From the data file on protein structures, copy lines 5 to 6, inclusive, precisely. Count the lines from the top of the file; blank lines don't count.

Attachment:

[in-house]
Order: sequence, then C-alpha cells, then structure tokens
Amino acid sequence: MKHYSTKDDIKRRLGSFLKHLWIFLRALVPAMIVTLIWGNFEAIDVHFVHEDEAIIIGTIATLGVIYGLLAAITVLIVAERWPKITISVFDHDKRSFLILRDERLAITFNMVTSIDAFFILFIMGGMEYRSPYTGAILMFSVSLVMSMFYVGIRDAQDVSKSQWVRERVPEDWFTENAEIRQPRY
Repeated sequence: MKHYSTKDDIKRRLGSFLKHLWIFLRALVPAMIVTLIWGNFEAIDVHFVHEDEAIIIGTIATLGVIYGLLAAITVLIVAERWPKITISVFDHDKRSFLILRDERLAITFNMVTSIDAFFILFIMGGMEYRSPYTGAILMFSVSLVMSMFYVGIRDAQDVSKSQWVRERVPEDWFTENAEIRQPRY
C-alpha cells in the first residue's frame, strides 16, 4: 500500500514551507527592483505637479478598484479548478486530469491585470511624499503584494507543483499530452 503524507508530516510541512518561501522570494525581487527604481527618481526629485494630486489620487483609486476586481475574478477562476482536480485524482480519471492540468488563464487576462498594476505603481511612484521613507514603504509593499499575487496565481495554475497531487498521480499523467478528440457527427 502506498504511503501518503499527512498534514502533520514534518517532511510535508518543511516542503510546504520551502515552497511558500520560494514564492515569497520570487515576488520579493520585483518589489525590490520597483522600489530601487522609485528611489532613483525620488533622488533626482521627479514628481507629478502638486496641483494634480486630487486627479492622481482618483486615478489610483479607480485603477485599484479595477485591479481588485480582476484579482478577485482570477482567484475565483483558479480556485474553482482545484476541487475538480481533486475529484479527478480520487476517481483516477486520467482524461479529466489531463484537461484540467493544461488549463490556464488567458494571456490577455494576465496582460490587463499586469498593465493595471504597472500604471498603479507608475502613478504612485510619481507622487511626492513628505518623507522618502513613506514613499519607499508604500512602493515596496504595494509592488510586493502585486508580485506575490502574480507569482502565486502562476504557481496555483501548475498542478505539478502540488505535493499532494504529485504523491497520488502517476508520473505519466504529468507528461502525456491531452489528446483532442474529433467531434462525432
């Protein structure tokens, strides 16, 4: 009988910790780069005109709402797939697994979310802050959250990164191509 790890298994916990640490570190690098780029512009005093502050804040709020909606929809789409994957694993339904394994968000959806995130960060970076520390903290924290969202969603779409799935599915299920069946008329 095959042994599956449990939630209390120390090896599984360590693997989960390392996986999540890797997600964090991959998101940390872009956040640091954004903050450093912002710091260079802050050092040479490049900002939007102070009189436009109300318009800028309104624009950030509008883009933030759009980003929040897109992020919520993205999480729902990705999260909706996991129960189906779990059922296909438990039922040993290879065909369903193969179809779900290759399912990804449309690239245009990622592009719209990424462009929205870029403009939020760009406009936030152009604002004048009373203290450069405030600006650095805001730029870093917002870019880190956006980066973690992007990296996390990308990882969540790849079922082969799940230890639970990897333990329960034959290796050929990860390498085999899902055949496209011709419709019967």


C-alpha cells in the first residue's frame, strides 16, 4: 500500500514551507527592483505637479478598484479548478486530469491585470511624499503584494507543483499530452 503524507508530516510541512518561501522570494525581487527604481527618481526629485494630486489620487483609486476586481475574478477562476482536480485524482480519471492540468488563464487576462498594476505603481511612484521613507514603504509593499499575487496565481495554475497531487498521480499523467478528440457527427 502506498504511503501518503499527512498534514502533520514534518517532511510535508518543511516542503510546504520551502515552497511558500520560494514564492515569497520570487515576488520579493520585483518589489525590490520597483522600489530601487522609485528611489532613483525620488533622488533626482521627479514628481507629478502638486496641483494634480486630487486627479492622481482618483486615478489610483479607480485603477485599484479595477485591479481588485480582476484579482478577485482570477482567484475565483483558479480556485474553482482545484476541487475538480481533486475529484479527478480520487476517481483516477486520467482524461479529466489531463484537461484540467493544461488549463490556464488567458494571456490577455494576465496582460490587463499586469498593465493595471504597472500604471498603479507608475502613478504612485510619481507622487511626492513628505518623507522618502513613506514613499519607499508604500512602493515596496504595494509592488510586493502585486508580485506575490502574480507569482502565486502562476504557481496555483501548475498542478505539478502540488505535493499532494504529485504523491497520488502517476508520473505519466504529468507528461502525456491531452489528446483532442474529433467531434462525432
């Protein structure tokens, strides 16, 4: 009988910790780069005109709402797939697994979310802050959250990164191509 790890298994916990640490570190690098780029512009005093502050804040709020909606929809789409994957694993339904394994968000959806995130960060970076520390903290924290969202969603779409799935599915299920069946008329 095959042994599956449990939630209390120390090896599984360590693997989960390392996986999540890797997600964090991959998101940390872009956040640091954004903050450093912002710091260079802050050092040479490049900002939007102070009189436009109300318009800028309104624009950030509008883009933030759009980003929040897109992020919520993205999480729902990705999260909706996991129960189906779990059922296909438990039922040993290879065909369903193969179809779900290759399912990804449309690239245009990622592009719209990424462009929205870029403009939020760009406009936030152009604002004048009373203290450069405030600006650095805001730029870093917002870019880190956006980066973690992007990296996390990308990882969540790849079922082969799940230890639970990897333990329960034959290796050929990860390498085999899902055949496209011709419709019967």